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Fontainebleau rumor resurfaces during MGM’s earnings call

MGM’s new East Coast holdings continue to pay off big for MGM Resorts International, but it was a fresh Strip rumor that has nothing to do with the company that jumped out of Thursday’s second-quarter earnings call.

Chairman and CEO Jim Murren said he is hearing “really strong chatter” that a deal may be in the works for the acquisition of the 63-story Fontainebleau, owned by Carl Icahn. He emphasized that it isn’t MGM making the deal and added that he expects “a hotel flag will be put on it.”

“I love this town,” Murren said in response to an inquiry from an analyst. “It doesn’t have as many rumors as Macau, but we do hold our own.”

Murren said he expects it would take 2½ to three years for the hulking blue tower that has never opened to be made available as a hotel-centric property.

“An expanded and upgraded convention center would be very positive for the town and positive for northern (Strip) properties like Mirage and Circus Circus, of course,” Murren said.

While a Fontainebleau opening is just a rumor — and one that has been repeated over and over for months — other big events are driving the fortunes of Nevada’s largest employer.

The opening of MGM’s National Harbor property near Washington D.C. and acquiring complete control of Atlantic City’s Borgata continue to pay off for the company.

Las Vegas-based MGM saw revenue rise 16.3 percent to $2.64 billion for the quarter that ended June 30, but earnings fell 53 percent to $241.6 million compared with the same quarter a year earlier.

Much of the revenue increase was attributed to National Harbor, which Murren said has become Maryland’s leading casino property. National Harbor contributed net revenue of $177.8 million to the company, which would have ranked it fourth among nine Las Vegas properties not including CityCenter.

Borgata, which contributed $209.4 million in revenue and is Atlantic City’s market leader, was acquired when MGM bought out a 50-50 partnership with Boyd Gaming Corp. for $900 million a year ago.

Murren said MGM would continue to focus on profitability and operational efficiency as it anticipates several big events in the months ahead.

The company is expecting a big third quarter when it hosts two major fights, the Floyd Mayweather-Conor McGregor spectacle Aug. 26 and the boxing match between Canelo Alvarez and Gennady Golovkin on Sept. 16.

MGM’s convention business continues to thrive and the company expects to open a new property just off Macau’s Cotai Strip in the fourth quarter and a new resort in Massachusetts in the middle of 2018.

MGM shares closed down 1.4 percent, 48 cents, in Thursday trading and fell another 0.4 percent, 14 cents, to $33.25 a share after hours. Volume was about three times the daily average.

Boyd Gaming Corp.

Boyd Gaming is back in the dividend business.

The Las Vegas-based locals operator that also has downtown Las Vegas properties as well as riverboat and racetrack casinos in the Midwest and South affirmed Thursday that it paid a 5-cents-per-share dividend and repurchased 600,000 shares in July, the first time the company had done that in nearly 10 years.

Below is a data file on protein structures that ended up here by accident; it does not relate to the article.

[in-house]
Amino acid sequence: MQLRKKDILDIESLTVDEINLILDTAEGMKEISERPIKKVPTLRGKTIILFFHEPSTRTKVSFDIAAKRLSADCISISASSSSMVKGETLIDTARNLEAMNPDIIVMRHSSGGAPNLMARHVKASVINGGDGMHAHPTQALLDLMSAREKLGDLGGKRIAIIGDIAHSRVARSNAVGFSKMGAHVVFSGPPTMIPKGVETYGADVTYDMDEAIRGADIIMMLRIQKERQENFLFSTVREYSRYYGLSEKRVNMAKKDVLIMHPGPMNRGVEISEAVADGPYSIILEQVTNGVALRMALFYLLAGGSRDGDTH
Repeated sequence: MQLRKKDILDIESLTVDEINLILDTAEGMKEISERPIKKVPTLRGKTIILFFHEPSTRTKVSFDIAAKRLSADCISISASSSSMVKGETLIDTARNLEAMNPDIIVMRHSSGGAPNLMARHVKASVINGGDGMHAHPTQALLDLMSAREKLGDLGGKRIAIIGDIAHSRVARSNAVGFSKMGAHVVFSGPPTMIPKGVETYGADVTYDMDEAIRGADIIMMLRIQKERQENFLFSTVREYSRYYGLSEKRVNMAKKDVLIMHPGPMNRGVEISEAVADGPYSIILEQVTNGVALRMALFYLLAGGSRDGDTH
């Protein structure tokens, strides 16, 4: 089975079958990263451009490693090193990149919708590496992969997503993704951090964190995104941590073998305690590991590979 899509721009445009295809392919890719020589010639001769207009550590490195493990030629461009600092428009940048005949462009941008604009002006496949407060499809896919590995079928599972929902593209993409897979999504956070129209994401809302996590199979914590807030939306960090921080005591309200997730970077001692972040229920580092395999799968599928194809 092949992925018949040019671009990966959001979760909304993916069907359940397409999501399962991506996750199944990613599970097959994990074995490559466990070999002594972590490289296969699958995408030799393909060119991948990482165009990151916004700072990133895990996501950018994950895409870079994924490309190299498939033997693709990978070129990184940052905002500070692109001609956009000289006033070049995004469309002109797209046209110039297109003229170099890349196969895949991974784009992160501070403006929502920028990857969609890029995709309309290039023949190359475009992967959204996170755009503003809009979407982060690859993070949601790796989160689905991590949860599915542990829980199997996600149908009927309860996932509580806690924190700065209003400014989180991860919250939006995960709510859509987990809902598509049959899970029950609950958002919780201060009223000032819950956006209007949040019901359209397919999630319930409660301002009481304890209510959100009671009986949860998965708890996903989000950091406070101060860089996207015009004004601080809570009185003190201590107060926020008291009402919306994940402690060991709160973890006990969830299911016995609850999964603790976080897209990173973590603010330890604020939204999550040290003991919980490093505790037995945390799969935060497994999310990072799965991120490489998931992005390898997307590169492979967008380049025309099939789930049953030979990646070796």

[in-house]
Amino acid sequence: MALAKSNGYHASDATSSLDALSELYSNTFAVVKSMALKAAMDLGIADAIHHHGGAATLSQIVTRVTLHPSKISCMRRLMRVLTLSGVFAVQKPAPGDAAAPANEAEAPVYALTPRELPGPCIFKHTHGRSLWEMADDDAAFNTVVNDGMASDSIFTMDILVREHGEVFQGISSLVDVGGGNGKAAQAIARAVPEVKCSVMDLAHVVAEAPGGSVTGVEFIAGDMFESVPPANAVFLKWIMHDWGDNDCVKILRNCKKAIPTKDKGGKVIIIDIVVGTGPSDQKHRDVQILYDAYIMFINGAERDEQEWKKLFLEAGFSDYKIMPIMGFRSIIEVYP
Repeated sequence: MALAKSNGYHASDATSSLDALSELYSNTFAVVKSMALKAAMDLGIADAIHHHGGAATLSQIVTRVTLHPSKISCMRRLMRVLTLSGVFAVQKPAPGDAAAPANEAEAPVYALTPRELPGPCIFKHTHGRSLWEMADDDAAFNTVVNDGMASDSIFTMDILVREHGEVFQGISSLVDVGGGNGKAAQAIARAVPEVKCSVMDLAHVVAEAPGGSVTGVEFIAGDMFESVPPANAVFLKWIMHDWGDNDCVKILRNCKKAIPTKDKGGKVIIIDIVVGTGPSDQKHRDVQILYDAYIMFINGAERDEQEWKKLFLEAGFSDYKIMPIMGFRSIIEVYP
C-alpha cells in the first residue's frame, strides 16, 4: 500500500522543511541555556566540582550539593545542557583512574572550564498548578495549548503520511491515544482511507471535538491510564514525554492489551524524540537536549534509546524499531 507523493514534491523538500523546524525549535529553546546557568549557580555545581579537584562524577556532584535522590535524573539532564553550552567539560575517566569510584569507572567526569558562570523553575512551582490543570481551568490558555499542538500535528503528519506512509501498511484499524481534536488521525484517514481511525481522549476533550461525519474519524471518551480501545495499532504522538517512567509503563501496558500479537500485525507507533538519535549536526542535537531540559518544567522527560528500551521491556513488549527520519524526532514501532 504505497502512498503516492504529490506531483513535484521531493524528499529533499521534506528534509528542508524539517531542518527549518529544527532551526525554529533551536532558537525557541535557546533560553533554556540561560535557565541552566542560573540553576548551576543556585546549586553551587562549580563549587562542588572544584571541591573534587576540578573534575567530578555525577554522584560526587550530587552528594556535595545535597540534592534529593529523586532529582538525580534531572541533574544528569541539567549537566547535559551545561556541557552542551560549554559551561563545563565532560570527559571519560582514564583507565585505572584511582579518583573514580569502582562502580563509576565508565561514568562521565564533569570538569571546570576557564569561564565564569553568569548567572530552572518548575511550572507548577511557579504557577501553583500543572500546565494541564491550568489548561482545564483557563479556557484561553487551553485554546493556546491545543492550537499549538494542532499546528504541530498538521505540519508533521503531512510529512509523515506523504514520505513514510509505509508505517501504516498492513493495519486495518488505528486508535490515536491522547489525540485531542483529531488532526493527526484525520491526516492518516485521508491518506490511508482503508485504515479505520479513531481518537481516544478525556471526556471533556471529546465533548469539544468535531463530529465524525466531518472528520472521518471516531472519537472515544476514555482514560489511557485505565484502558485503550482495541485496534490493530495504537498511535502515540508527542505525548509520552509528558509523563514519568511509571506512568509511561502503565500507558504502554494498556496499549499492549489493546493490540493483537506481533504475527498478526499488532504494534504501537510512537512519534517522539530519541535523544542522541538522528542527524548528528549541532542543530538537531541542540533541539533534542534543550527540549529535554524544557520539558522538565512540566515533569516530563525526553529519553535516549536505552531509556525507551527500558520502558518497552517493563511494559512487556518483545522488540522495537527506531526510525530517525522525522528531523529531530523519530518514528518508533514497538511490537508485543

Boyd President and CEO Keith Smith said in a conference call on the company’s second-quarter earnings that the company would continue to balance returns to shareholders, paying off debt and reinvesting capital in its properties in the quarters ahead.

Smith said it was the best second-quarter results for its locals market in nearly 10 years, driven by ongoing improvements in operations and a strong regional economy. He said local results would have been robust even without the company’s acquisition of three new properties — Aliante, Cannery and Eastside Cannery — in the past year.

Boyd reported earnings of $48.6 million, 24 cents a share, on revenue of $599.9 million for the quarter that ended June 30. A year earlier, the company reported earnings of $30 million, 10 cents a share, on revenue of $544.9 million.

Boyd shares closed down 46 cents, 1.7 percent, on above-average trading Thursday and fell another 53 cents, 2.1 percent, on after-hours trading to $25.24 a share.

Penn National Gaming Inc.

Operators of the Tropicana in Las Vegas will take a wait-and-see approach through the first half of 2018 to determine whether it will invest more in the Strip resort, company executives said Thursday in a quarterly earnings call.

Tim Wilmott, CEO of Wyomissing, Pennsylvania-based Penn National Gaming Inc. told investors that the company is opening celebrity chef Robert Irvine’s first signature Las Vegas restaurant, the Robert Irvine Public House, at the Tropicana Thursday and there are plans for a new Asian restaurant be added by the end of the year.

Once executives gauge customer reaction to the new non-gaming amenities, they’ll make decisions on whether they’ll do more.

The hotel-casino has been hampered by poor pedestrian access as a result of construction on the new restaurant and repairs to a pedestrian bridge linking Tropicana to the MGM Grand.

Penn shares fell 2.7 percent, 57 cents, to $20.74 a share on volume that was about twice the daily average on Thursday.

Contact Richard N. Velotta at rvelotta@reviewjournal.com or 702-477-3893. Follow @RickVelotta on Twitter.

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